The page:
Current research suggests that the incidence of hepatitis C (HCV) is increasing among HIV-positive men who have sex with men (MSM). While injecting drug use is the leading mode of HCV transmission in the developed world, there is increasing evidence to suggest the transmission of HCV among MSM is related to sexual practices.
While a number of studies have identified outbreaks of HCV among HIV-positive MSM who do not engage in injecting drug use, HCV prevalence is relatively low among HIV-negative men compared to the general population. This positions HCV transmission as sexual for this population and has led to suggestions by some of the possibility of a new HCV epidemic among MSM already infected with HIV.
Patterns of cancer care among Aboriginal people
There is growing research and advocacy that acknowledge the increasing experience of cancer in Aboriginal life. Available literature on cancer among Aboriginal and Torres Strait Islanders (hereafter respectfully referred to as ‘Aboriginal people’) indicates higher cancer incidence and mortality rates among Aboriginal Australians compared with non-Aboriginal Australians. The engagement in cancer care for Aboriginal people is lower at all levels including screening, early presentation at diagnosis, continuity of care and compliance with treatment. Although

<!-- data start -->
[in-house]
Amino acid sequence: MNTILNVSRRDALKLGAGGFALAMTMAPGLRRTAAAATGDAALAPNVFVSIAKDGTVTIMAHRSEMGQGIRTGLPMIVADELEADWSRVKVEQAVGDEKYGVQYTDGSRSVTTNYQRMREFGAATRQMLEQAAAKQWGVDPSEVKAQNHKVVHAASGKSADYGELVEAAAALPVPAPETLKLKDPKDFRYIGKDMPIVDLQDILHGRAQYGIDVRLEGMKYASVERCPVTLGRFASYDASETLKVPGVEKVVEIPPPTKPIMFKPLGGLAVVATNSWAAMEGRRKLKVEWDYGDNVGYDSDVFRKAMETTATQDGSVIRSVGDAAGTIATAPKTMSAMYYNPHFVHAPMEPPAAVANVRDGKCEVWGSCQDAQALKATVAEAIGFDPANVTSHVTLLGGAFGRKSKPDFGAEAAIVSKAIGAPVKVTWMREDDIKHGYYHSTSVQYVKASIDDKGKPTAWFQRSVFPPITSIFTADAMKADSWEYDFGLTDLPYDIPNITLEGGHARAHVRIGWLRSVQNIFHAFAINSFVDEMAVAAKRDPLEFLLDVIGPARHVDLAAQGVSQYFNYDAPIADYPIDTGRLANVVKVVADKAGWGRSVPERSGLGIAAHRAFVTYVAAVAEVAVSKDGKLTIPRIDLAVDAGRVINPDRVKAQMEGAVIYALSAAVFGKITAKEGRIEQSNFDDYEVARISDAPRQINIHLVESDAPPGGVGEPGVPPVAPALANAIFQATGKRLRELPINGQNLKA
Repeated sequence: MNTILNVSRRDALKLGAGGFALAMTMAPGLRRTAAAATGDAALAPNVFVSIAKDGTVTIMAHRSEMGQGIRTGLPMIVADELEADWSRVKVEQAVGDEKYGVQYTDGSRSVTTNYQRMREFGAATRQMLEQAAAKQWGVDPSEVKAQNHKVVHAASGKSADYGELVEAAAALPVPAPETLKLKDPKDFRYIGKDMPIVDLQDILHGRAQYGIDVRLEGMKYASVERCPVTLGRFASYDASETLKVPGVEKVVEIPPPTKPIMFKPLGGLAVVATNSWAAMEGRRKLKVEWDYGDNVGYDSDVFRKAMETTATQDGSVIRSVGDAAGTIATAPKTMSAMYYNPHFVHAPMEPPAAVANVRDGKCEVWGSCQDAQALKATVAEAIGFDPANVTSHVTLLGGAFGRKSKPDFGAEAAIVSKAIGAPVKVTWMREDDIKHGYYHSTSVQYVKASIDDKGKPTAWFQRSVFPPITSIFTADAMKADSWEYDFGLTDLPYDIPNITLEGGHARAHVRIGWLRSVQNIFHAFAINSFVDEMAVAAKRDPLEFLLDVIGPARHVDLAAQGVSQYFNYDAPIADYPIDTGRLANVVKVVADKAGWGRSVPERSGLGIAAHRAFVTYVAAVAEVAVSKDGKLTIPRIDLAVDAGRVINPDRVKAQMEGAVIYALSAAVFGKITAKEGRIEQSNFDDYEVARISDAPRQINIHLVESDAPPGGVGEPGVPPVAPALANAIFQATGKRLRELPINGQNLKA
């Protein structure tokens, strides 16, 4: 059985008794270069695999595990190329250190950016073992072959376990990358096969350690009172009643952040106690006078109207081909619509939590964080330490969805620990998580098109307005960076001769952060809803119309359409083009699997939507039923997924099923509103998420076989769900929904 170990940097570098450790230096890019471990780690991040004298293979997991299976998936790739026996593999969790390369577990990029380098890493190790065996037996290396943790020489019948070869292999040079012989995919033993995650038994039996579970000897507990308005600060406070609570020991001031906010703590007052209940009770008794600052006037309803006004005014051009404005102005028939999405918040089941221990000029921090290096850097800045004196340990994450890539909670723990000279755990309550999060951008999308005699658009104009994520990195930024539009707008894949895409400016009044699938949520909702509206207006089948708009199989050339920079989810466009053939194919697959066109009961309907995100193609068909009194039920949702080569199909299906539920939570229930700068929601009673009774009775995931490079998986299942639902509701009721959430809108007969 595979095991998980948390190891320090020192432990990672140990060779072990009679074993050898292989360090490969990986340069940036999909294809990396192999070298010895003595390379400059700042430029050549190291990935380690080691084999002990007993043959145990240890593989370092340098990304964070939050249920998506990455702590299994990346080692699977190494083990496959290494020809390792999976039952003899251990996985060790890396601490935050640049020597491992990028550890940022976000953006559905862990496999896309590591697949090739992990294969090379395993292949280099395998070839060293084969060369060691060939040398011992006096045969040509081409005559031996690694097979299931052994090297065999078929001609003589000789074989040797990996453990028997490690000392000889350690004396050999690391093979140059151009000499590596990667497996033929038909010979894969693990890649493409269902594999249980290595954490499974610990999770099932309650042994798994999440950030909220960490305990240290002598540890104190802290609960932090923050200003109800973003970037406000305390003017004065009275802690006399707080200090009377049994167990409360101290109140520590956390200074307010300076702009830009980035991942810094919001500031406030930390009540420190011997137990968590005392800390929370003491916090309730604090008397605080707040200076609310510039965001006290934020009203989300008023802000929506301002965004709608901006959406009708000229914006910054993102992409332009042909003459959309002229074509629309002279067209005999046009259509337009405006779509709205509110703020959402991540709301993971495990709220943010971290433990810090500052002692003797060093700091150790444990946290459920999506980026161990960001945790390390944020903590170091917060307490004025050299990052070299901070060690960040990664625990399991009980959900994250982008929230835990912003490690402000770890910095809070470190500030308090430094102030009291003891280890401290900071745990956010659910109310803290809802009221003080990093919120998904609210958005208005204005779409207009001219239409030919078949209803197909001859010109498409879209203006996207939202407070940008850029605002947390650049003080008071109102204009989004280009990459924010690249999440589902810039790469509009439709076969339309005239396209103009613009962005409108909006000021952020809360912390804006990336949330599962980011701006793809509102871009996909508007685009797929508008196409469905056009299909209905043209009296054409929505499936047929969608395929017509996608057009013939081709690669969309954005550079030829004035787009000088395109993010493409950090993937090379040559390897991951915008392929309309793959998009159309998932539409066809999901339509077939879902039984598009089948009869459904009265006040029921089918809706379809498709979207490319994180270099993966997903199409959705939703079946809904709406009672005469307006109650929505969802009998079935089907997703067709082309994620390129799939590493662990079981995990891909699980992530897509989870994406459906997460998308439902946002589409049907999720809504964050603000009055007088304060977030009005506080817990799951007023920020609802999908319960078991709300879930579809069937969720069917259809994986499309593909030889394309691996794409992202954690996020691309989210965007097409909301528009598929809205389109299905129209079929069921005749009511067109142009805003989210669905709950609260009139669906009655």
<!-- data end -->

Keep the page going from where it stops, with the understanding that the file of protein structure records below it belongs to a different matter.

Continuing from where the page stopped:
cancer has drawn only relatively recent attention, current research suggests that cancer outcomes for Aboriginal people resemble those for other conditions and are similarly shaped by multiple and overlapping vulnerabilities.
Being a migrant and living with HIV
Living with HIV, cultural diversity, gender and sexuality is a highly heterogeneous phenomenon. It cuts across gender and sexual orientation, it varies according to gender and sexual orientation, and it varies within gender and sexual orientation.
This study investigated and reports on the experiences of twenty-seven people from culturally and linguistically diverse (CALD) backgrounds living with HIV: gay men and heterosexual men and women from 18 different countries of origin.
At the most basic level, migration and residency status determine whether a person can receive healthcare and treatment, and what kind of care, treatment and support they do receive. Also essential is to what extent and how settled people are in their new environment. Meeting survival needs is the most important task before health needs can be addressed. Once these needs have been met and people have been connected with health and social services, gay men and heterosexual men and women can live an existence that allows them to take care of their own personal needs
and to fulfil their social obligations, notably to their families. Therefore, there can be no one-size-fits-all approach to care and support for people living with HIV from CALD backgrounds. It needs to address health needs and social needs within the cultural frameworks that can enable some but constrain others and vice-versa.